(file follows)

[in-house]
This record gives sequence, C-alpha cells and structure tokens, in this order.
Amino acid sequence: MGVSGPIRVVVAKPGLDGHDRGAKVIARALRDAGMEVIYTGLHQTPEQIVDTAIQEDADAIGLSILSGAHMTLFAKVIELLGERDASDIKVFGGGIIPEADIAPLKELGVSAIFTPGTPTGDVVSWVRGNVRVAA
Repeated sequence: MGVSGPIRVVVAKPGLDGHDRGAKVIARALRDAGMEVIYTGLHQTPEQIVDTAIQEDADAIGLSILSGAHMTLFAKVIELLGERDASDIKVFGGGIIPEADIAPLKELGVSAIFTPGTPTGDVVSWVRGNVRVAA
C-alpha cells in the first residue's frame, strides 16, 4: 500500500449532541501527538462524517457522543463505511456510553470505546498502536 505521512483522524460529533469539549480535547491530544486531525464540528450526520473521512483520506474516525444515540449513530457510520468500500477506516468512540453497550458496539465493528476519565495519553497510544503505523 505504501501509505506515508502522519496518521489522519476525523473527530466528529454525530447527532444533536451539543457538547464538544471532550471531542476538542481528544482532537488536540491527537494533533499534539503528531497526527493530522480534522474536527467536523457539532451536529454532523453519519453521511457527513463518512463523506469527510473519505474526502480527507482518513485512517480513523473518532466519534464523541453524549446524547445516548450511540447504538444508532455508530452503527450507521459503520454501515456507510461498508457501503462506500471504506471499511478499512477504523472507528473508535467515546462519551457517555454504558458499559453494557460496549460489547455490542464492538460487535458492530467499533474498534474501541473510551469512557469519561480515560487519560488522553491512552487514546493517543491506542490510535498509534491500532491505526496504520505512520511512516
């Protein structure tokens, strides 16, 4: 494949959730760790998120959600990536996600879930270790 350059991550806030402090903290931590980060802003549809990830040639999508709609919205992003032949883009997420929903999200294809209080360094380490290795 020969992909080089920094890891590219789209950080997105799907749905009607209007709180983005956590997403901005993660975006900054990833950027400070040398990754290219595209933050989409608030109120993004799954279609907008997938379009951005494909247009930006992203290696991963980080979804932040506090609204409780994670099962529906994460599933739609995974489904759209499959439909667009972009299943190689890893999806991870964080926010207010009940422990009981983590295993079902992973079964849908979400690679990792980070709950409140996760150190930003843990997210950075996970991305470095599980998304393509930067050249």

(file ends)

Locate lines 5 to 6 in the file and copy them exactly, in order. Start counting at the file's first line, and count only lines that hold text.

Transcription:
C-alpha cells in the first residue's frame, strides 16, 4: 500500500449532541501527538462524517457522543463505511456510553470505546498502536 505521512483522524460529533469539549480535547491530544486531525464540528450526520473521512483520506474516525444515540449513530457510520468500500477506516468512540453497550458496539465493528476519565495519553497510544503505523 505504501501509505506515508502522519496518521489522519476525523473527530466528529454525530447527532444533536451539543457538547464538544471532550471531542476538542481528544482532537488536540491527537494533533499534539503528531497526527493530522480534522474536527467536523457539532451536529454532523453519519453521511457527513463518512463523506469527510473519505474526502480527507482518513485512517480513523473518532466519534464523541453524549446524547445516548450511540447504538444508532455508530452503527450507521459503520454501515456507510461498508457501503462506500471504506471499511478499512477504523472507528473508535467515546462519551457517555454504558458499559453494557460496549460489547455490542464492538460487535458492530467499533474498534474501541473510551469512557469519561480515560487519560488522553491512552487514546493517543491506542490510535498509534491500532491505526496504520505512520511512516
């Protein structure tokens, strides 16, 4: 494949959730760790998120959600990536996600879930270790 350059991550806030402090903290931590980060802003549809990830040639999508709609919205992003032949883009997420929903999200294809209080360094380490290795 020969992909080089920094890891590219789209950080997105799907749905009607209007709180983005956590997403901005993660975006900054990833950027400070040398990754290219595209933050989409608030109120993004799954279609907008997938379009951005494909247009930006992203290696991963980080979804932040506090609204409780994670099962529906994460599933739609995974489904759209499959439909667009972009299943190689890893999806991870964080926010207010009940422990009981983590295993079902992973079964849908979400690679990792980070709950409140996760150190930003843990997210950075996970991305470095599980998304393509930067050249």